Pivot’s Mach 6: The New Eleven

Tested by Scott Crabill
Written by Joss DeWaele

Scott's Mach 6 (Playground = metaphor)

Scott’s Mach 6 (Playground backdrop for metaphorical purposes only)

Buying a bike today can be a headache, not because it is difficult to differentiate quality bikes from crap, but because there are so many quality bikes to choose from that the minor differences between them become magnified, often creating paralysis from analyzing what bike is best to meet individual needs and styles. Because there are more quality options to choose from today than ever before, it can be hard to find a bike that stands out from the rest. After spending a good amount of time on this bike and building a good number for our clients, we believe the Mach 6 is one of those stand-out bikes. While a lot of bikes have made the ten setting louder, Pivot’s Mach 6 goes to eleven. Like Nigel Tufnel’s Marshal amplifier, “It’s one louder.”

Scott was able to get one of the first production Mach 6 frames to hit North America in September, and he rode the bike exclusively well into the winter. When the snow started flying here in Salt Lake, Scott was enjoying the bike so much that he escaped to Southern Utah to extend his rigorous testing.  In total, Scott got three months of riding this bike exclusively in and around Salt Lake City and Park City, as well as down south in both the Moab and St. George areas. Scott typically rides four to five times per week.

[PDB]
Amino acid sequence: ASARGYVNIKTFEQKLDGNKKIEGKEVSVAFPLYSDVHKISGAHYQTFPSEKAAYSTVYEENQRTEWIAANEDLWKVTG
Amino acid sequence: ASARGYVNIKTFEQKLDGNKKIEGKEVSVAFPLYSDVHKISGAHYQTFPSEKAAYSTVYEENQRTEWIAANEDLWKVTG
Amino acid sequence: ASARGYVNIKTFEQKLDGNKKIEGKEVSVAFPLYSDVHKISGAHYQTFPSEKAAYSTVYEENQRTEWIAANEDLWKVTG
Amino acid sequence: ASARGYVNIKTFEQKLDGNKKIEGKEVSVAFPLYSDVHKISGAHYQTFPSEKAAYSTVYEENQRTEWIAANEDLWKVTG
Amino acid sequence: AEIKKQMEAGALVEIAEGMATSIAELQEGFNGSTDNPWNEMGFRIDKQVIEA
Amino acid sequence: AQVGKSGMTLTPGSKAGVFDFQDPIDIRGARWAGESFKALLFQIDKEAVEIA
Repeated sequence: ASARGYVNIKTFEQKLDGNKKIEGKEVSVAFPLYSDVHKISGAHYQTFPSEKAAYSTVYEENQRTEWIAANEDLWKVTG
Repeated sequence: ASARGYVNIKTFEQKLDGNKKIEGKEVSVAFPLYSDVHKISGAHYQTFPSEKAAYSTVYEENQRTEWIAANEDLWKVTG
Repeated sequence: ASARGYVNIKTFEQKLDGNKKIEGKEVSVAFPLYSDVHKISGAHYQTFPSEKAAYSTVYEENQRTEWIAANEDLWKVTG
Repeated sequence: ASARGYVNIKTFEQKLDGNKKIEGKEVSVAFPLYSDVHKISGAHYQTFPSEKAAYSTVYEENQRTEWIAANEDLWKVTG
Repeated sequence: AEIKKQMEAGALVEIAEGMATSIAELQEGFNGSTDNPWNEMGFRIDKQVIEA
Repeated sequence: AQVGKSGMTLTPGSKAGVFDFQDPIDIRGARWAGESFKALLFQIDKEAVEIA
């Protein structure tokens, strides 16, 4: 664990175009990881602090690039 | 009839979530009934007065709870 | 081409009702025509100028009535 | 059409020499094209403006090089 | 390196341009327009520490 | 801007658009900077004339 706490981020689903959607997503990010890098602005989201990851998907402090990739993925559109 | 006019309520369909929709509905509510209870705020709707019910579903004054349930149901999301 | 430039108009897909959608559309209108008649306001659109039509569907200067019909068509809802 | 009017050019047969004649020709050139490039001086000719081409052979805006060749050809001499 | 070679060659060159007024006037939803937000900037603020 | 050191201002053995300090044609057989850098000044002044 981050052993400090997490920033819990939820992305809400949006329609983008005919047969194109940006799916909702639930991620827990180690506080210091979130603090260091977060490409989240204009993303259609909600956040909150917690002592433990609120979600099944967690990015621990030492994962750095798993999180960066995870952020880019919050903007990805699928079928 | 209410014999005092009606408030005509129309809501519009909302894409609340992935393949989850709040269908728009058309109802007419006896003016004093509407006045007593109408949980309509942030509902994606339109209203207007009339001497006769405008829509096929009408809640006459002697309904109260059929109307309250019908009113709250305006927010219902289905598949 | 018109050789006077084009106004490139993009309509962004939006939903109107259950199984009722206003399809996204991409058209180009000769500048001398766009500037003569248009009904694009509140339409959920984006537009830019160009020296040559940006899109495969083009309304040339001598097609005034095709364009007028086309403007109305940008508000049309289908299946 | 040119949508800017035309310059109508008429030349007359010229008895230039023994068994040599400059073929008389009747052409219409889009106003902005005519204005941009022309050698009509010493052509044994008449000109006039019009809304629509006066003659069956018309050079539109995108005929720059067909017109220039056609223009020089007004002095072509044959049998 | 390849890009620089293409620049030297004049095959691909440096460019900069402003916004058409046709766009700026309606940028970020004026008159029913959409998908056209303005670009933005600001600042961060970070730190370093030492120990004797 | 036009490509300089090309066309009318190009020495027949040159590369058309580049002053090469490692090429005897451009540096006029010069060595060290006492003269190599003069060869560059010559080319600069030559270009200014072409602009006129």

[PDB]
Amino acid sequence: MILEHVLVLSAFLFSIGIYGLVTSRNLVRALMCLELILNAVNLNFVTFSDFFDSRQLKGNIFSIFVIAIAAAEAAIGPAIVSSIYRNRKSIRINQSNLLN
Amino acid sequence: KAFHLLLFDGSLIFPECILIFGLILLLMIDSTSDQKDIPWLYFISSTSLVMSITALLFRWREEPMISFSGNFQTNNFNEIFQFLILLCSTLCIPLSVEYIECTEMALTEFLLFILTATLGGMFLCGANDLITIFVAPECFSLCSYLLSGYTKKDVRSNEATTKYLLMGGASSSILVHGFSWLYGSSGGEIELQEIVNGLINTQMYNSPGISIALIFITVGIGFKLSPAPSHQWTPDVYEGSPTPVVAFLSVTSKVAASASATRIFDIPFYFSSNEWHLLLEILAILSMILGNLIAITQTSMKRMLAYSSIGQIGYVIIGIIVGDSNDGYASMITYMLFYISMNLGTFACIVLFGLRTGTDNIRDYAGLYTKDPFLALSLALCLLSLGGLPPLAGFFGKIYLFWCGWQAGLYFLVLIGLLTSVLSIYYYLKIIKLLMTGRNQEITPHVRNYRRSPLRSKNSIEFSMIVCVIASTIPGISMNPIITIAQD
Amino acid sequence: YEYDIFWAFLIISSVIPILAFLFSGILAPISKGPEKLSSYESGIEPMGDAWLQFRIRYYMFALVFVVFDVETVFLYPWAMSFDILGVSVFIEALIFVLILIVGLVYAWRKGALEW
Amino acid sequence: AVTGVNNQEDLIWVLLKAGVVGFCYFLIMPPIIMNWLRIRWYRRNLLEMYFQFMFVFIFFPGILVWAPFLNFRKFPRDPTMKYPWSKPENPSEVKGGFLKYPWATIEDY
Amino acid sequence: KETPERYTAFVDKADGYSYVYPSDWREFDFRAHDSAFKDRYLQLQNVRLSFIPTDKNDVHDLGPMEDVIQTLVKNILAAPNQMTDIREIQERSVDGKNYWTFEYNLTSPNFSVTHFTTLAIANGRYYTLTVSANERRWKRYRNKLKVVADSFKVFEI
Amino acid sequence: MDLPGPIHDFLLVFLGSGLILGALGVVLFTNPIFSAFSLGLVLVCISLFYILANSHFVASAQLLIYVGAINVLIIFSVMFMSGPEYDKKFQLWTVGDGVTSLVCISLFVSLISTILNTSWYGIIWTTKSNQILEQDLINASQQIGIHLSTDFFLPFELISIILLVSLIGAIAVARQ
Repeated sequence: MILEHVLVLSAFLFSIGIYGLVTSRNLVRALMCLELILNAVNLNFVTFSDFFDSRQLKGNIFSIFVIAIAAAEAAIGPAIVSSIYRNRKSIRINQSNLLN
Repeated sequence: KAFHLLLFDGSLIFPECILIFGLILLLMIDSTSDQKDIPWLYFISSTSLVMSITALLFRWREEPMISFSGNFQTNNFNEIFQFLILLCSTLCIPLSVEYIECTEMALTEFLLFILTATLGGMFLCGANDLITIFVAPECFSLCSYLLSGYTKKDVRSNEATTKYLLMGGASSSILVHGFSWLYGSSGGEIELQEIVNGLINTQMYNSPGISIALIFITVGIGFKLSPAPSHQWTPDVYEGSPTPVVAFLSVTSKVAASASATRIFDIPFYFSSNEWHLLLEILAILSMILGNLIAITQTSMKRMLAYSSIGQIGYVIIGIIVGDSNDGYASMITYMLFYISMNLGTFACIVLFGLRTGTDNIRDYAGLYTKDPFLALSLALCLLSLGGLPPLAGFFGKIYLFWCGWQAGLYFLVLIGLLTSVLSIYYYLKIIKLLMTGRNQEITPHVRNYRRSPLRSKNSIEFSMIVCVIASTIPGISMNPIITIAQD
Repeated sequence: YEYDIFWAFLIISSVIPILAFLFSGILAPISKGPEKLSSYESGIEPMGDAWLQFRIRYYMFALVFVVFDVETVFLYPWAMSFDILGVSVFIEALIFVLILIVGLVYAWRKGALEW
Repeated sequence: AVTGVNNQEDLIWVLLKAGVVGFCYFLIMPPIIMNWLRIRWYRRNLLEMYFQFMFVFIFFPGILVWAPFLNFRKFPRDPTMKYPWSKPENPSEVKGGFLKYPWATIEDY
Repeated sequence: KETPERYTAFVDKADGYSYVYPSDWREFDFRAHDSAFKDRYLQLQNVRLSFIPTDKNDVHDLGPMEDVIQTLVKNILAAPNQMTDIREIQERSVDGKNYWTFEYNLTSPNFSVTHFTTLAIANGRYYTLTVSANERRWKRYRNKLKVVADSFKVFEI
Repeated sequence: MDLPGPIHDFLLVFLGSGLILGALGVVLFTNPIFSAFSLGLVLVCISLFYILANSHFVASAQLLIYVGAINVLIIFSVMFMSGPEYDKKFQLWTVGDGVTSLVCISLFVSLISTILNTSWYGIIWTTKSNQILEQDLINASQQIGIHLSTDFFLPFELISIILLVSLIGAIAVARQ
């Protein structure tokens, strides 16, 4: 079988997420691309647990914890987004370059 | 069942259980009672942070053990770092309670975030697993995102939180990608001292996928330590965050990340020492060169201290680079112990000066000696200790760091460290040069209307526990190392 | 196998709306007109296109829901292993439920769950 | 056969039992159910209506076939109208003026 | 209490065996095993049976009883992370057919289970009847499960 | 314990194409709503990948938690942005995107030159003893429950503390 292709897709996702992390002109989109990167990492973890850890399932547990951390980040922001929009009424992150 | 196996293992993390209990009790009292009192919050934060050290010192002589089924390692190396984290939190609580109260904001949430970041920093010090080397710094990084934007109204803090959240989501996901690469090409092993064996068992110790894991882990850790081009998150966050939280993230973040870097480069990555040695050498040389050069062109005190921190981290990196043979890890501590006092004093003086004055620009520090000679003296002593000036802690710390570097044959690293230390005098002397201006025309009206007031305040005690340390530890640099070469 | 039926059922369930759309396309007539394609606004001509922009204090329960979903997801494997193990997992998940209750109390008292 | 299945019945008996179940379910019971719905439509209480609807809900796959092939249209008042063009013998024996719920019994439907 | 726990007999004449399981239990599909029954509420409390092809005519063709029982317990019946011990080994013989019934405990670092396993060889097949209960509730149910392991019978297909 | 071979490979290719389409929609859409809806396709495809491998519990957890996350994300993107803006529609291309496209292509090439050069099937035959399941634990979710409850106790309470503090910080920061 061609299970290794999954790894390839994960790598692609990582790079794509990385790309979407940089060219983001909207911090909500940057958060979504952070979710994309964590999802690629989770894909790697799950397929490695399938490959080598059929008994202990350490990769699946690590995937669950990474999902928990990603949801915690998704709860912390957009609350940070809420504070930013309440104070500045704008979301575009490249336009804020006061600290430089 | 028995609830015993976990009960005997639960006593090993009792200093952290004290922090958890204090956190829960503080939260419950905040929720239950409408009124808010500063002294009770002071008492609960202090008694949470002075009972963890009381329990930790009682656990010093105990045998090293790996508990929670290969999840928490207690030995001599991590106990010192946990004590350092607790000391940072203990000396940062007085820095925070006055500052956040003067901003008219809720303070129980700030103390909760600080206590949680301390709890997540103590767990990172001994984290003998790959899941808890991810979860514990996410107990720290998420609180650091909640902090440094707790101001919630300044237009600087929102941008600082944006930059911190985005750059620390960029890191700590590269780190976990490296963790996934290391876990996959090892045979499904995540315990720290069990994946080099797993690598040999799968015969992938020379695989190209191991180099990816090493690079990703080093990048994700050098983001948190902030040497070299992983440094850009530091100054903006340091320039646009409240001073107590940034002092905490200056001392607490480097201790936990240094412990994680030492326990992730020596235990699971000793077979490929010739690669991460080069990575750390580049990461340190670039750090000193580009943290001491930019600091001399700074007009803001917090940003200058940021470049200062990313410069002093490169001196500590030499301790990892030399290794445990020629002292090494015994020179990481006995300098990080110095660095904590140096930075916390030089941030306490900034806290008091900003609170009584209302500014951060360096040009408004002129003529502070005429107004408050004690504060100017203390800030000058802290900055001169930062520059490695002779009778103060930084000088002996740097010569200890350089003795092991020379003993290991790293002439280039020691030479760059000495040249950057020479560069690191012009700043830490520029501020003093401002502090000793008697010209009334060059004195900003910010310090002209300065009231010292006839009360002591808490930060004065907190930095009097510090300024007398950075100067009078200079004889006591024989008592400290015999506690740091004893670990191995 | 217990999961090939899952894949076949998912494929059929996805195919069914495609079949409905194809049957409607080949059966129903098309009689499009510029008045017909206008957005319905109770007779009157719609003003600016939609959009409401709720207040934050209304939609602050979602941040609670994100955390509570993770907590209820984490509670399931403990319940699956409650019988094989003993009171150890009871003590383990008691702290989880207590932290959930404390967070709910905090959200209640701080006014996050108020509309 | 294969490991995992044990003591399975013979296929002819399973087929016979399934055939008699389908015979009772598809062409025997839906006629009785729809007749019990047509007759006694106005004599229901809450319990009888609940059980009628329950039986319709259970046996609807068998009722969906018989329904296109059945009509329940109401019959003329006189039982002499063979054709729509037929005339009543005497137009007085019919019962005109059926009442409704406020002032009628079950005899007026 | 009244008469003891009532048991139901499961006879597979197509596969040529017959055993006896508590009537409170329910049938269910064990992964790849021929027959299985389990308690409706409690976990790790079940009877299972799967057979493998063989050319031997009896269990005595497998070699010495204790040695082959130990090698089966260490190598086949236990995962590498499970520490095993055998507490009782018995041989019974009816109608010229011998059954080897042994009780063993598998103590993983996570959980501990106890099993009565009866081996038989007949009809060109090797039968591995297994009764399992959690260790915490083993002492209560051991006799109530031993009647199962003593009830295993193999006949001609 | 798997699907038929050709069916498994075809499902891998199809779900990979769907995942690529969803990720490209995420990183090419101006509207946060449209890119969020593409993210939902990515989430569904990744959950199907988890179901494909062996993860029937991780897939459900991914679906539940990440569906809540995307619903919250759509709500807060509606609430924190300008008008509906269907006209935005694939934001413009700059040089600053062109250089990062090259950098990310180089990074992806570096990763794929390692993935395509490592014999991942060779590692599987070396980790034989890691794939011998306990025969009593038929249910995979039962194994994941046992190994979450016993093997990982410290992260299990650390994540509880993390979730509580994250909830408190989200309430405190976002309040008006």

Cody built Scott's Mach 6-- He's not as angry as he looks

Cody built Scott’s Mach 6…he’s not as angry as he looks

With its roomy cockpit and slack head angle, Pivot’s Mach 6 is built for the kind of stability at speed you’d expect from a 180 to 200mm bike, but its short chain stays and low bottom bracket give it an agility that you’d expect from 150mm-travel bike with smaller wheels. On the trail, it’s easy to reach silly speeds on rough, open trails, yet the bike is light and nimble enough to lay over through successive corners when descents get tighter and twisting.

Part of this agility has to do with the Mach 6’s seat tube angle, which is slacker at 71 degrees (M, L, and XL) than a lot of bikes in this same category. A slacker angle on the seat tube puts the rider further behind the bottom bracket, making for less efficient climbing, but it also allows for a longer cockpit without making the wheelbase too long. Some riders may not like the slacker seat tube angle for what they give up in climbing, but all riders will appreciate the shorter wheelbase when it comes to shifting their mass over the fall line.

Same bike, same playground, same metaphor